Reading that, I realized exactly why so many people remembered you have email the way we did. movies have longer endings now to remove any ambiguity. In the ’80s and ’90s, however, it wasn’t movies that erased that ambiguity, it was our brains. we removed the ambiguity in our minds with our imaginations after the movie ended, and for some reason at least 35 percent of us thought kathleen reading in joe’s bookstore was the happy ending what we wanted. In fact, there were two versions of that imaginary ending that I’ve seen: one in which Joe had dedicated a children’s corner in his bookstore to Kathleen, and one in which Kathleen was reading her own children’s book in that corner.
after seeing planes, trains and cars again, I realized that I had also created a kind of false memory about the end of that movie. The movie itself has a perfect conclusion: Neal and Del (Steven Martin and John Candy, respectively) return to Neal’s house in time for Thanksgiving dinner, the family is waiting for them, and Neal introduces his wife to from before neal kissed her. . del stops and looks, which is very sweet (because he’s thinking about his late wife) and a little awkward. In my brain, however, I had also imagined another scene of the whole family eating at the Thanksgiving dinner table as the credits rolled. I don’t know why my brain needed that, but I was surprised it didn’t exist in the movie.
my brain also remembered karate kid differently. I was surprised how quickly it was over, about 10 seconds after Daniel was declared the winner. they raised their arm, the camera panned to miyagi smiling and the credits started. that was it. the end. that’s not how I remembered it. i remember miyagi kicking john kreese in the parking lot after the game. Of course, that’s the opening of karate kid ii, but the strange thing is how clearly I remember it at the end of the first movie. I’ve seen karate kid seven or eight times in my life. I’ve seen karate kid ii once. I don’t remember any other scene in the sequel except the opening, which my brain transferred to the end of karate kid.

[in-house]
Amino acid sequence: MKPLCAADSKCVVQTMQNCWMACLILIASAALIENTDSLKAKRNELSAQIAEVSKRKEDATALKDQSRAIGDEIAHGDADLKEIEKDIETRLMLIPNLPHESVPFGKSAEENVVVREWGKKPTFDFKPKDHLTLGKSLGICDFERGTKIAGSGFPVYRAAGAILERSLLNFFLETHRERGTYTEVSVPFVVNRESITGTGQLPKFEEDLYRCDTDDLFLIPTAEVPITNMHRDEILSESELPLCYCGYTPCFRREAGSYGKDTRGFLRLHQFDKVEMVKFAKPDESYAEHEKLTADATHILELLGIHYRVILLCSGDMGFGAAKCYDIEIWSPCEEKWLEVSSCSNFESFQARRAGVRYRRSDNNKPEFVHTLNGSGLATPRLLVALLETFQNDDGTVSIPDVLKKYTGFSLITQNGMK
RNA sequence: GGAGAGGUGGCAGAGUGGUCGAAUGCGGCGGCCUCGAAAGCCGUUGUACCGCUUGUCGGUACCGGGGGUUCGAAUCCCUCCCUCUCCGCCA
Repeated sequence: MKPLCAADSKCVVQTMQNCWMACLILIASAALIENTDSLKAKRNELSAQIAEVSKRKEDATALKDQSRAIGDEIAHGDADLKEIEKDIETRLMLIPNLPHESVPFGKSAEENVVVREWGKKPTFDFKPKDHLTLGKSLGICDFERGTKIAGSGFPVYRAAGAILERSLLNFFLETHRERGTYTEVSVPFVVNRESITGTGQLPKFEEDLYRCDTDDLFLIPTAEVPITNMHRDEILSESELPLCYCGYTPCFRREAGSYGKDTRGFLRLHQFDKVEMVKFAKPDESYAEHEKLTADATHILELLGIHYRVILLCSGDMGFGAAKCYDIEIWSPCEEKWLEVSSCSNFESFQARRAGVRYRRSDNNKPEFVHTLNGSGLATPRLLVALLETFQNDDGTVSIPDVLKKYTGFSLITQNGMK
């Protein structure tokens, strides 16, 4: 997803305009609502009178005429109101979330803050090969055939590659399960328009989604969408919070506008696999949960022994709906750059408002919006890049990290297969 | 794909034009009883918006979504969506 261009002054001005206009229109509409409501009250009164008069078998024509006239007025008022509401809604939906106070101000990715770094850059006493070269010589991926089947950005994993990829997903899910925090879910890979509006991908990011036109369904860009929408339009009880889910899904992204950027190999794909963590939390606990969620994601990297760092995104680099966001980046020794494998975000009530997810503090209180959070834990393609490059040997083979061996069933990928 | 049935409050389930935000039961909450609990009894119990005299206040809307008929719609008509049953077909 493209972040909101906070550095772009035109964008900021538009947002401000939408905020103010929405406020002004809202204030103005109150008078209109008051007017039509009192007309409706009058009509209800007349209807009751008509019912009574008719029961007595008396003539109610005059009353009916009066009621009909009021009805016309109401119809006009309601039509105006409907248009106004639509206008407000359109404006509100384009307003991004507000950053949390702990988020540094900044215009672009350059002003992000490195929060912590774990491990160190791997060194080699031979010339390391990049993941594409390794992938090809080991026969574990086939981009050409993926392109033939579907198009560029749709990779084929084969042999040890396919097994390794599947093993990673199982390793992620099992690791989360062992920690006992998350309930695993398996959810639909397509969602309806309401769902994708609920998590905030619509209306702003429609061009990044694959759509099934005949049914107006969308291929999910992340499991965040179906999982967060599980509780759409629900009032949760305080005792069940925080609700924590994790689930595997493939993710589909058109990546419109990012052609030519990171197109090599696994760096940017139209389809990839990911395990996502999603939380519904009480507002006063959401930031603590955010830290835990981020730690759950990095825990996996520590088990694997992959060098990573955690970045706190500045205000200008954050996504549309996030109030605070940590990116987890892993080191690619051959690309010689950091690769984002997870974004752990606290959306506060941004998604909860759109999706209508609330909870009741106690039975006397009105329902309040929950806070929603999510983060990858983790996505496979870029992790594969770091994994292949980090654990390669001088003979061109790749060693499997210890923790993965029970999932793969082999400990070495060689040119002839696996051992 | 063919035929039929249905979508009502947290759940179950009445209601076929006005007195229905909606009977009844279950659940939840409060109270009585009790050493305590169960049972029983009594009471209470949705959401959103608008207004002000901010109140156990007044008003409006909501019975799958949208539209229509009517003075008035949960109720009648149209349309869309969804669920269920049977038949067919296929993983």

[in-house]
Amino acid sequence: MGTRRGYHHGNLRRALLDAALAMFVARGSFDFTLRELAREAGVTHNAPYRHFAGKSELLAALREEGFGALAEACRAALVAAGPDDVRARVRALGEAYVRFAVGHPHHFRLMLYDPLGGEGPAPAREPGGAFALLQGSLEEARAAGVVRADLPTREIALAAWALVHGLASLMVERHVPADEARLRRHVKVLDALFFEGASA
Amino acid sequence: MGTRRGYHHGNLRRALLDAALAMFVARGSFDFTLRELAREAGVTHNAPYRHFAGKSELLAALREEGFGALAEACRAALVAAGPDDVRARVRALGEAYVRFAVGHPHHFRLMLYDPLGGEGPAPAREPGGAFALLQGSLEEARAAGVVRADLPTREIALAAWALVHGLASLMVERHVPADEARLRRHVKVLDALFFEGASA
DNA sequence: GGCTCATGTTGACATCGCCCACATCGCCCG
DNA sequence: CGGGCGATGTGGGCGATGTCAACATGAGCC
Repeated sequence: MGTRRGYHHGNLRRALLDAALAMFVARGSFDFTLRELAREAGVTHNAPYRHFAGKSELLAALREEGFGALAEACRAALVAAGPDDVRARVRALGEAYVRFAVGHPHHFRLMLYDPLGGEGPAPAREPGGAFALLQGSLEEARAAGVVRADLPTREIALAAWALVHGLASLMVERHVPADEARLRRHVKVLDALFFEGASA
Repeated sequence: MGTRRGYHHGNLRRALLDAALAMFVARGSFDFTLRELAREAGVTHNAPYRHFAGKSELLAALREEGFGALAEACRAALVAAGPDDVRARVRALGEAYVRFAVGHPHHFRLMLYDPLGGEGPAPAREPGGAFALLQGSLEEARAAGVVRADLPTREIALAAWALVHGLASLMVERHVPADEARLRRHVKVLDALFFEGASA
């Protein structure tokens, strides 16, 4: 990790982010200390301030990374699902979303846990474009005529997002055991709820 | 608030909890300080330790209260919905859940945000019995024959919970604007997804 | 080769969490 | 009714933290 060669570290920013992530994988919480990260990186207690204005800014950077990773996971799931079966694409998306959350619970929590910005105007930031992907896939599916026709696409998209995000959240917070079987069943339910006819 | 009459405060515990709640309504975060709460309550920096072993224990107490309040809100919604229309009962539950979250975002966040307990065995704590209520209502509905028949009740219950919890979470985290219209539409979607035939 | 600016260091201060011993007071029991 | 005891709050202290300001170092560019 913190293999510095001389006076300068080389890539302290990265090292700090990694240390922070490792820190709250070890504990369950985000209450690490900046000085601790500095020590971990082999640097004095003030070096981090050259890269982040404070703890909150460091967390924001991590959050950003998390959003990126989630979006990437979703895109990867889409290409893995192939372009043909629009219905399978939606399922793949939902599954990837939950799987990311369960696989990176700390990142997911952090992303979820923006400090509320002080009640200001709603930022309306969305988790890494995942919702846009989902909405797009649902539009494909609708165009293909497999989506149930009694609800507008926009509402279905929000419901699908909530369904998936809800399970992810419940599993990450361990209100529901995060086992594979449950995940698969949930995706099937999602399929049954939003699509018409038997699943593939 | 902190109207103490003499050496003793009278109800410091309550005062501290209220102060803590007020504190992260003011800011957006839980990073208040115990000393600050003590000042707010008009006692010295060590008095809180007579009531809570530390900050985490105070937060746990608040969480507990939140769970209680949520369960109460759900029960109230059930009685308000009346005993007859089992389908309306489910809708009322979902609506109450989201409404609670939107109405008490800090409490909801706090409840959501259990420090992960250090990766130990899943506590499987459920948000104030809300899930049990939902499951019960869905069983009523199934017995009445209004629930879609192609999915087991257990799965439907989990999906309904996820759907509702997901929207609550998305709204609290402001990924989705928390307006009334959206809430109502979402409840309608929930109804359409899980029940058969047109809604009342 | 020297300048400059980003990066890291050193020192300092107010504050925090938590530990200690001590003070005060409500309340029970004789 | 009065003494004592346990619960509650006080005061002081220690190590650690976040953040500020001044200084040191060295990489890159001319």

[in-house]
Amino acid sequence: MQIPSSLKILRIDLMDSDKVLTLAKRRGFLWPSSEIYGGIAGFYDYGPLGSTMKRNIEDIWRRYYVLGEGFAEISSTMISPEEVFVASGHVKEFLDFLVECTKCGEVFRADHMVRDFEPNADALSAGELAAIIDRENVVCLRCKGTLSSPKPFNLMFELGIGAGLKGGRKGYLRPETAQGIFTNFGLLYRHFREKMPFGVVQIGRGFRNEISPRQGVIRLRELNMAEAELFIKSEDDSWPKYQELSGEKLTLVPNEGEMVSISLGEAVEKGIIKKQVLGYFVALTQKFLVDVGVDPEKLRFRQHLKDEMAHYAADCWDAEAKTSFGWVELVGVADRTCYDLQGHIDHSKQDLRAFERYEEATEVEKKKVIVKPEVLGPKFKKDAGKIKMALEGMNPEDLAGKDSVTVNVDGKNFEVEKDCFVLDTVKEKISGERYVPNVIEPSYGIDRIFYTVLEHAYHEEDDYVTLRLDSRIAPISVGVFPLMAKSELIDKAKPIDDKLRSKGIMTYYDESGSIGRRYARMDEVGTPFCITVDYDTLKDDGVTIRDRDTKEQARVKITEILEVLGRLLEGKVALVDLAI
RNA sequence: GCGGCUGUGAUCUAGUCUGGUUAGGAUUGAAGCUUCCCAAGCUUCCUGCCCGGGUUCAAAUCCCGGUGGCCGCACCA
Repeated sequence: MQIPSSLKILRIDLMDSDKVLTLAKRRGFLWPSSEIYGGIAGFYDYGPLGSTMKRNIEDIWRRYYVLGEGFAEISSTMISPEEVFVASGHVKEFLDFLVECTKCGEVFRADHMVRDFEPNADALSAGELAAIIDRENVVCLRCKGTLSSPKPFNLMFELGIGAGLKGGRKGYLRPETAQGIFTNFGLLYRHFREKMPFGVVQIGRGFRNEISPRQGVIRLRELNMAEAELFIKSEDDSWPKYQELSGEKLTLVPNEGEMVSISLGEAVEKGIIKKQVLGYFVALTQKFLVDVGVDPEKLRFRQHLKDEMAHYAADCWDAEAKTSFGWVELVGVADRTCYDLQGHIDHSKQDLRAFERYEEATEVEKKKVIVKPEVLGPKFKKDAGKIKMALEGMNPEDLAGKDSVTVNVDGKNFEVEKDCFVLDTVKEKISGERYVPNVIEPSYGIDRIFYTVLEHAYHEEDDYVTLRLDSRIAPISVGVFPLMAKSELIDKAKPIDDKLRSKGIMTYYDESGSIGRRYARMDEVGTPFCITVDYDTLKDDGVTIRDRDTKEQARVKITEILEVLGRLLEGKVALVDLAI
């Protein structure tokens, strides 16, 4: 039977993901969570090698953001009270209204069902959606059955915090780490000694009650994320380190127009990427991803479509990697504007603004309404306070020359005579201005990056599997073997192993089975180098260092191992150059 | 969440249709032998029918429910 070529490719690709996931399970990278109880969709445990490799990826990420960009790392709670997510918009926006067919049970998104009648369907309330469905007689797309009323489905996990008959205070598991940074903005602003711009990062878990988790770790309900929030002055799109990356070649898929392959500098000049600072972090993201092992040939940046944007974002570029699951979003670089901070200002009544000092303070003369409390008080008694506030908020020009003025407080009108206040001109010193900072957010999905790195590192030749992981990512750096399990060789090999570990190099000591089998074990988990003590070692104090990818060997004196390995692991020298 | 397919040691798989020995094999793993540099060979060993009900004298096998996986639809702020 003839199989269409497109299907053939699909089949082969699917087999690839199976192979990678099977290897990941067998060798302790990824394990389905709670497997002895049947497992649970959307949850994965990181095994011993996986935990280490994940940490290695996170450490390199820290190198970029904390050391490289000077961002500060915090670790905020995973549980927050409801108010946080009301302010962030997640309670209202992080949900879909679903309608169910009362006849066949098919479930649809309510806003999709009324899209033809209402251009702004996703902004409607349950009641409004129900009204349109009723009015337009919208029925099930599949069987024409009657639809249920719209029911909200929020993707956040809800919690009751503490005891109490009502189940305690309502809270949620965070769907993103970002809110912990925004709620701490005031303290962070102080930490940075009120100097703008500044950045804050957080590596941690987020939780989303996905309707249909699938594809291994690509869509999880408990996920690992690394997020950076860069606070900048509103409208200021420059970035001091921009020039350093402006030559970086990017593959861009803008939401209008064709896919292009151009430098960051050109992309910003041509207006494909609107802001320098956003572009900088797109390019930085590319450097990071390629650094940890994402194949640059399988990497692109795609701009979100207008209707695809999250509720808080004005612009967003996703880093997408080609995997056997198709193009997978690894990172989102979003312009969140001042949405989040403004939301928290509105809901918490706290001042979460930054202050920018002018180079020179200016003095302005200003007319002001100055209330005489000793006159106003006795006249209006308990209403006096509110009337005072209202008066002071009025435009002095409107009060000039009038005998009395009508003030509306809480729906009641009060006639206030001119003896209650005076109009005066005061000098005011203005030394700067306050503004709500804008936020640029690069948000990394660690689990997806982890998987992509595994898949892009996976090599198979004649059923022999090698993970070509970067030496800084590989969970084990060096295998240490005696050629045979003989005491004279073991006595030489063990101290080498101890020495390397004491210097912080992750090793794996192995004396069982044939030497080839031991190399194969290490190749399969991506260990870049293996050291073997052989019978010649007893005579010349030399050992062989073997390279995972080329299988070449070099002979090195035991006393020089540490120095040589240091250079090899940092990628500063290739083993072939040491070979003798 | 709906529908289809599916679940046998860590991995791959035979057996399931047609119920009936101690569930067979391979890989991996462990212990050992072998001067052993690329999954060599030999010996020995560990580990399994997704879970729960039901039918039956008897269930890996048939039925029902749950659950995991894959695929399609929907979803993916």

The point is this: it’s true that our brains crave to have all those ambiguities resolved, and we like to see celebrations, but studios don’t need to spend an extra 10-15 minutes resolving all the ambiguities or providing the celebrations we want to see. our minds will do it for us, and they will do it better than any writer, especially since a writer can only give us their ending. our brains, however, can give us any ending we want. some of us are cool with kathleen and joe making out in the park. Some of us, however, want to see Kathleen co-opt a corner of Joe’s store for herself, while others prefer to see Kathleen as a successful children’s book author. those short endings allow us to choose our own ending, and the power of our imagination allows those endings to stick.
(hat tip: mike ryan)
dustin is the founder and co-owner of pajiba. You can email him here, follow him on Twitter, or listen to his weekly TV podcast, podjiba.